Friday, January 2, 2015

FORBES.com THE MADOFF FIVE: History's Greatest Fraud Yields One Of The Greatest Legal Slugfests Of Our Time


THE MADOFF FIVE: History's Greatest Fraud Yields One Of The Greatest Legal Slugfests Of Our Time by Richard Behar

http://www.forbes.com/sites/richardbehar/2014/12/31/the-madoff-five-historys-greatest-fraud-yields-one-of-the-greatest-legal-slugfests-of-our-time/

Excerpts from the Richard Behar story( link above)
and images from the trial by Elizabeth Williams
    “What?! For Annette? How the hell did that happen?! Oh my God, I can’t believe Annette got only six years. Don’t tell me it’s gonna be like two months for [co-defendants] Jerry and George. That pisses me off, I’m sorry. I thought she was more guilty than all of them. The prosecutors must have been devastated. It’s kind of like a slap in the face to everybody who worked so hard getting these guys convicted, and for the jury who had to listen to the evidence for nearly six months.”
    — Juror Sheila Amato, on sentence imposed on Annette Bongiorno, a former top manager at Madoff Securities
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Courtroom deputy reading verdict in Madoff 5 case
    “Richard, these five loyal and dedicated employees were following the instructions of their immediate supervisor. They were not SEC-registered brokers and therefore had no reason to believe that they were violating any SEC regulations. They were always led to believe that the trades and the client assets were effected and held in Europe, as was common in our industry for this type of transaction. I alone am responsible for any wrongdoing on their part and will always suffer for the pain I caused my clients, my employees and their families.”
    — Bernard L. Madoff, to author 
Awaiting his sentence, Bernard Madoff seated in ceremonial courtroom ( same courtroom where the Madoff 5 were tried) June 2009


IF THE GLOVES FIT, YOU MUST RIDICULE IT

Assistant U.S. Attorneys in the Southern District typically have a five-year run, at which point they jump to prestigious criminal-defense law firms. Not so the 37-year-old Schwartz, who became the lead investigative prosecutor of the Madoff Five case. He’s spent nearly twice that amount of time honing his skills there, on cases such as the JP. Morgan Chase/Madoff anti-money laundering prosecution and a lengthy tug-of-war with Madoff customer Jeffry Picower’s estate. He’s a graduate of Columbia Law School, which is typically ranked among the top five law colleges in the U.S. He also clerked for two top judges, including late Connecticut governor Thomas (“Tough Tommy”) Meskill, who was known for rarely walking away from a good fight.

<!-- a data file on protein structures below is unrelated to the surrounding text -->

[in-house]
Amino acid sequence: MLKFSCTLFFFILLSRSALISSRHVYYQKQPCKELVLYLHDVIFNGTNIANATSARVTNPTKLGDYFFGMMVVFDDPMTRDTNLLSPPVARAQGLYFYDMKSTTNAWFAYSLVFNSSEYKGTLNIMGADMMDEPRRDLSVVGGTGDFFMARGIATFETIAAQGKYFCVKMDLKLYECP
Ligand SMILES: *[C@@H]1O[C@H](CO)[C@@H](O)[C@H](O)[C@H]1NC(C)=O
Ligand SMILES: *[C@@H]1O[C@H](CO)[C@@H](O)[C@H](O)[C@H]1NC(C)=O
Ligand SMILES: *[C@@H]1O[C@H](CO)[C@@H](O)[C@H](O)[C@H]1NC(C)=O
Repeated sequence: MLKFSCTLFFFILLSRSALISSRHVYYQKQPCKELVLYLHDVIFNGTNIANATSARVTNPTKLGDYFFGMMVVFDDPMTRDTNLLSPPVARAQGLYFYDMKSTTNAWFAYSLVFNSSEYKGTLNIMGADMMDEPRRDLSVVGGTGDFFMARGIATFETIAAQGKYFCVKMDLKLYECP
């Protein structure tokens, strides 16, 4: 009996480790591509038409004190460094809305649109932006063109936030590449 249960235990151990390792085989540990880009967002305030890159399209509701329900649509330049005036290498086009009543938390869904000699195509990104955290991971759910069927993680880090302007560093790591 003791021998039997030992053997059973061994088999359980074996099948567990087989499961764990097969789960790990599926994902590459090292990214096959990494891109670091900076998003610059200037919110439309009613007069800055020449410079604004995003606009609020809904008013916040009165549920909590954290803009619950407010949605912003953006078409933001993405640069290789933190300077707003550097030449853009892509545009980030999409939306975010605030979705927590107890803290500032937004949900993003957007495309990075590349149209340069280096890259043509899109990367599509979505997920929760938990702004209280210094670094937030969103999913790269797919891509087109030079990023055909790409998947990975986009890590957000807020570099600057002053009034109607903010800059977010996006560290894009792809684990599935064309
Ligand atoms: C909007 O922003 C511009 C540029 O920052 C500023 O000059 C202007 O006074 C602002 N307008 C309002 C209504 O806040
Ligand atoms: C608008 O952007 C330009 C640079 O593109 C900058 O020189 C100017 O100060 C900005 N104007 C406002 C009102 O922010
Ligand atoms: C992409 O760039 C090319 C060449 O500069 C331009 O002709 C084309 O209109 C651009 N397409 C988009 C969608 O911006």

Throughout this trial, Matt himself was a buttoned-up assassin in the courtroom
Madoff 5 defense table
AUSA Matthew Schwartz during opening statements


THE BENTLEY TAKES THE STAND
As stated before, the government’s main witness in the case was Frank DiPascali, Madoff’s right hand, who joined the company in 1975. If the jury needed a lifeline in this complex and interminable case, Frankie was it, as he fingered each of the defendants. If the jury believed he was telling the truth, they’d convict all five, perhaps quickly. If they thought he was a liar, as the defense went to great pains to try and show, then they might be deliberating a very long time. The five jurors I interviewed all say they found him credible, although Judge Swain—more on this below—had some problems believing him.
Larry Krantz cross examining Frank DiPascali
ACTION JACKSON KILLS IT
The most exciting part of most wars is the climax. So it was with the closing rebuttal by the third prosecutor, Randall Jackson, who colleagues have aptly nicknamed “Action Jackson.” Like an elephant with a propensity for china shops, he rampaged through his summation—sometimes upsetting the judge, and almost always infuriating defense lawyers, who rose and objected 42 times, which is about 40 times more than what is typical in a federal criminal case rebuttal. When it was all over, the courtroom had the pleasant atmosphere of a stalled subway train.

AUSA Randall Jackson cross examines Daniel Bonventre


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